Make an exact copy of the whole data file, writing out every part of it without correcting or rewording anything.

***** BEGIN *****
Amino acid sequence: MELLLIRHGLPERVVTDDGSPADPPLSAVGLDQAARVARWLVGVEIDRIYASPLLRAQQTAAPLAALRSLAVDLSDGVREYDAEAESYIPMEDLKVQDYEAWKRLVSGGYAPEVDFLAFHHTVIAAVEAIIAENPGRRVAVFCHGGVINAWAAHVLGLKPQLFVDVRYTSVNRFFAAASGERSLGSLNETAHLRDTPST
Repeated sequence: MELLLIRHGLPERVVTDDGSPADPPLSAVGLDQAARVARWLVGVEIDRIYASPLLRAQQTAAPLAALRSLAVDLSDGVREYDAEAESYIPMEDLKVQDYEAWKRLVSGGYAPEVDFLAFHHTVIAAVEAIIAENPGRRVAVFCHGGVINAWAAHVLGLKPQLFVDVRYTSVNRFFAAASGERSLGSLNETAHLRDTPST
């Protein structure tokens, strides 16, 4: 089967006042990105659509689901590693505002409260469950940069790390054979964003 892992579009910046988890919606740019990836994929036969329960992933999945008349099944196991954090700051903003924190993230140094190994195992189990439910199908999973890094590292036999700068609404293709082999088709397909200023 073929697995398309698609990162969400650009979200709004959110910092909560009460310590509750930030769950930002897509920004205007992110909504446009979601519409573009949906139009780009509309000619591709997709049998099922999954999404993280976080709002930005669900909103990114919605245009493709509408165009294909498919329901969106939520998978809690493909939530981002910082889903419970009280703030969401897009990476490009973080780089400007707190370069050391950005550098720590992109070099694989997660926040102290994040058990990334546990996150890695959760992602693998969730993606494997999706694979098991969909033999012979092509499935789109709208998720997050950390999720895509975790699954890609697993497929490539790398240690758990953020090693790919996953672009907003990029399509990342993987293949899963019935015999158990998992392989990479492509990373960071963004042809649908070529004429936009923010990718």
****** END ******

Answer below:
Amino acid sequence: MELLLIRHGLPERVVTDDGSPADPPLSAVGLDQAARVARWLVGVEIDRIYASPLLRAQQTAAPLAALRSLAVDLSDGVREYDAEAESYIPMEDLKVQDYEAWKRLVSGGYAPEVDFLAFHHTVIAAVEAIIAENPGRRVAVFCHGGVINAWAAHVLGLKPQLFVDVRYTSVNRFFAAASGERSLGSLNETAHLRDTPST
Repeated sequence: MELLLIRHGLPERVVTDDGSPADPPLSAVGLDQAARVARWLVGVEIDRIYASPLLRAQQTAAPLAALRSLAVDLSDGVREYDAEAESYIPMEDLKVQDYEAWKRLVSGGYAPEVDFLAFHHTVIAAVEAIIAENPGRRVAVFCHGGVINAWAAHVLGLKPQLFVDVRYTSVNRFFAAASGERSLGSLNETAHLRDTPST
């Protein structure tokens, strides 16, 4: 089967006042990105659509689901590693505002409260469950940069790390054979964003 892992579009910046988890919606740019990836994929036969329960992933999945008349099944196991954090700051903003924190993230140094190994195992189990439910199908999973890094590292036999700068609404293709082999088709397909200023 073929697995398309698609990162969400650009979200709004959110910092909560009460310590509750930030769950930002897509920004205007992110909504446009979601519409573009949906139009780009509309000619591709997709049998099922999954999404993280976080709002930005669900909103990114919605245009493709509408165009294909498919329901969106939520998978809690493909939530981002910082889903419970009280703030969401897009990476490009973080780089400007707190370069050391950005550098720590992109070099694989997660926040102290994040058990990334546990996150890695959760992602693998969730993606494997999706694979098991969909033999012979092509499935789109709208998720997050950390999720895509975790699954890609697993497929490539790398240690758990953020090693790919996953672009907003990029399509990342993987293949899963019935015999158990998992392989990479492509990373960071963004042809649908070529004429936009923010990718």